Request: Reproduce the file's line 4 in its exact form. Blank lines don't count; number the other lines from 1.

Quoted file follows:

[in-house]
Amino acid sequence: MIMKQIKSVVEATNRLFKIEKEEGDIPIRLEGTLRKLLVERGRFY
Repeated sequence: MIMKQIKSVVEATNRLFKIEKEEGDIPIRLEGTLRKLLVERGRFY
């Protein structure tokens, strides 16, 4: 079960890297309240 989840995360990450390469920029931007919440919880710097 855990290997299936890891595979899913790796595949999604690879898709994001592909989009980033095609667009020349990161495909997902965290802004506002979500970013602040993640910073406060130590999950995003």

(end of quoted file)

């Protein structure tokens, strides 16, 4: 079960890297309240 989840995360990450390469920029931007919440919880710097 855990290997299936890891595979899913790796595949999604690879898709994001592909989009980033095609667009020349990161495909997902965290802004506002979500970013602040993640910073406060130590999950995003």